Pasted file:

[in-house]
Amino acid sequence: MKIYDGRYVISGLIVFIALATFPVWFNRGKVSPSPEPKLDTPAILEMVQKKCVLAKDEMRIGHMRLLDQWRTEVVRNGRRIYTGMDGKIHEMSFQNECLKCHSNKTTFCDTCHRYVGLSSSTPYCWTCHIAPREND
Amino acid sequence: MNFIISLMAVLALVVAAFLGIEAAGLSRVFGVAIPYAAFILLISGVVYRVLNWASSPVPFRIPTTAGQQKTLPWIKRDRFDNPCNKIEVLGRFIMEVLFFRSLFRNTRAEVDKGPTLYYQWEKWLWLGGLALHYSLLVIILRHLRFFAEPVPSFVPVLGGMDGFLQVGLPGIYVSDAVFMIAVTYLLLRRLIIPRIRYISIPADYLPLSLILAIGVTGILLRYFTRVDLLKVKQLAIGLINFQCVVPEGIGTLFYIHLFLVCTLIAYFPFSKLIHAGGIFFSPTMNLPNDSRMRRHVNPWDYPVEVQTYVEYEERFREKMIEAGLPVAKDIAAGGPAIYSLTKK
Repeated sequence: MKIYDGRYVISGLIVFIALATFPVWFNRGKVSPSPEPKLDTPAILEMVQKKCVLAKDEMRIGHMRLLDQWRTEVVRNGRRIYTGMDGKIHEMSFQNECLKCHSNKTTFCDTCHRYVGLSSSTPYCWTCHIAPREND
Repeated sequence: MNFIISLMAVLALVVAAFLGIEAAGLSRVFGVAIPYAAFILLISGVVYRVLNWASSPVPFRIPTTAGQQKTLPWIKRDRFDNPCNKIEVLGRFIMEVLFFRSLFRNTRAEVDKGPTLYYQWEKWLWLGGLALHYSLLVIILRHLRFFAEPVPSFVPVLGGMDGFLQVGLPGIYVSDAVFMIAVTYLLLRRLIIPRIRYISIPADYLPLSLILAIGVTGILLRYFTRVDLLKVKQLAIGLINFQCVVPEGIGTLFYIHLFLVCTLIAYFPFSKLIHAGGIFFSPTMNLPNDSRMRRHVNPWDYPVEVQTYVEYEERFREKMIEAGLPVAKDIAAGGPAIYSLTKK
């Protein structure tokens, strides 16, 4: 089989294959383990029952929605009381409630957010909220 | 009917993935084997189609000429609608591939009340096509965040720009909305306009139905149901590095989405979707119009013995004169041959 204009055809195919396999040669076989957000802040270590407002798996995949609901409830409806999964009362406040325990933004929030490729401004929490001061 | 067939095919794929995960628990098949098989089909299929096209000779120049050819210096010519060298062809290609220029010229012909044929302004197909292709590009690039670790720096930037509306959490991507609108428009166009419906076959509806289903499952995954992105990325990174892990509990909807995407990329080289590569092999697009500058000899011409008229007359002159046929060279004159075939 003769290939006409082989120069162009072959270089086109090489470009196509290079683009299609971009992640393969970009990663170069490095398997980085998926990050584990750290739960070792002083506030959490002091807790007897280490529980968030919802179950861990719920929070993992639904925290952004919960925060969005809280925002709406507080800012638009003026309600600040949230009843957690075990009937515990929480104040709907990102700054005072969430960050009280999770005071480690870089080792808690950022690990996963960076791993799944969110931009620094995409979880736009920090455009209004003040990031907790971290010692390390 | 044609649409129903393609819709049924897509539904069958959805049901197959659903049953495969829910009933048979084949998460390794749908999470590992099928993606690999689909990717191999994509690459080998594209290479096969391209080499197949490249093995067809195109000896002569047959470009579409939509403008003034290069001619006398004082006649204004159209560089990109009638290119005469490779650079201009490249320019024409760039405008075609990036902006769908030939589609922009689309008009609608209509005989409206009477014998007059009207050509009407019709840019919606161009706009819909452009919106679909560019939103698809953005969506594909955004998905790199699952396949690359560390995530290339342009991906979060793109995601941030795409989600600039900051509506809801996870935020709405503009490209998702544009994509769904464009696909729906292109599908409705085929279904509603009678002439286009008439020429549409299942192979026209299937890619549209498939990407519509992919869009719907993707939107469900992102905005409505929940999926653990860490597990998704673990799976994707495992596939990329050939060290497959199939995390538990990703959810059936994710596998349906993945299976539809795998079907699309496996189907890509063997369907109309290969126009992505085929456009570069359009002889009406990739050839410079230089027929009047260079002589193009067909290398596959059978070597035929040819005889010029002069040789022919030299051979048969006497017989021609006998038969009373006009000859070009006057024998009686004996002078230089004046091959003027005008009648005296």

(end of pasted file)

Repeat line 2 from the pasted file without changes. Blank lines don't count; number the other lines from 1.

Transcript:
Amino acid sequence: MKIYDGRYVISGLIVFIALATFPVWFNRGKVSPSPEPKLDTPAILEMVQKKCVLAKDEMRIGHMRLLDQWRTEVVRNGRRIYTGMDGKIHEMSFQNECLKCHSNKTTFCDTCHRYVGLSSSTPYCWTCHIAPREND